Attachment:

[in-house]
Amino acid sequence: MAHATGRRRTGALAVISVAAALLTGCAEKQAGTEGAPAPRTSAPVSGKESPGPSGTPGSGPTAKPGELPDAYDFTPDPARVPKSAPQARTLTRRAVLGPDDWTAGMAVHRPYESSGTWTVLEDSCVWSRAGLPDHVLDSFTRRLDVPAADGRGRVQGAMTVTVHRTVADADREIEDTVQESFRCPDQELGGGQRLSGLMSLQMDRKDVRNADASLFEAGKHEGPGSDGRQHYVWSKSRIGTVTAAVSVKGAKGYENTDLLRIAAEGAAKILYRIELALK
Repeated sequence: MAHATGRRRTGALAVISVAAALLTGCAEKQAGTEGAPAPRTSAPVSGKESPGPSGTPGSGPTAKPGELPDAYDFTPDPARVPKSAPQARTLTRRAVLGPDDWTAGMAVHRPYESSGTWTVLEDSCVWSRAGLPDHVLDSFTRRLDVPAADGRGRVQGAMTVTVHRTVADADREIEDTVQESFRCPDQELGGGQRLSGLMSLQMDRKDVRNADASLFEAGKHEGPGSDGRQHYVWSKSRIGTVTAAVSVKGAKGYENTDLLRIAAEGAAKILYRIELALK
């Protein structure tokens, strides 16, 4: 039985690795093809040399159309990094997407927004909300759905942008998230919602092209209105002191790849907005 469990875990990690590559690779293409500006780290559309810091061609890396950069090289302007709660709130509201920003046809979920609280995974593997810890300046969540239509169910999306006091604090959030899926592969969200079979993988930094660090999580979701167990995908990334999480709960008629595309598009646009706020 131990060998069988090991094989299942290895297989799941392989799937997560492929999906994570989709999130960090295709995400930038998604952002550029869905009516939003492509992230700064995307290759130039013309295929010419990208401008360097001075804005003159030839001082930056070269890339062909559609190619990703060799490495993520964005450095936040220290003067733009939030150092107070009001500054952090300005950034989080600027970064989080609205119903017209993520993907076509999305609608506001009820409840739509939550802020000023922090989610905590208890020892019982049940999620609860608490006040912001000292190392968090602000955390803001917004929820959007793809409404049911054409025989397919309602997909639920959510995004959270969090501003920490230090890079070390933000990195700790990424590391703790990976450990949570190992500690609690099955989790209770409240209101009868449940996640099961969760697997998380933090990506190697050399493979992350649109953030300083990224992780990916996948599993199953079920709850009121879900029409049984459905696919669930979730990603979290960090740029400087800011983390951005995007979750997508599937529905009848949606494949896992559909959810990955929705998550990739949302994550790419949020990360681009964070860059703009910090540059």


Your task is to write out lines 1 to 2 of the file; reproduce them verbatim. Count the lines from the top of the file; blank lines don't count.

[in-house]
Amino acid sequence: MAHATGRRRTGALAVISVAAALLTGCAEKQAGTEGAPAPRTSAPVSGKESPGPSGTPGSGPTAKPGELPDAYDFTPDPARVPKSAPQARTLTRRAVLGPDDWTAGMAVHRPYESSGTWTVLEDSCVWSRAGLPDHVLDSFTRRLDVPAADGRGRVQGAMTVTVHRTVADADREIEDTVQESFRCPDQELGGGQRLSGLMSLQMDRKDVRNADASLFEAGKHEGPGSDGRQHYVWSKSRIGTVTAAVSVKGAKGYENTDLLRIAAEGAAKILYRIELALK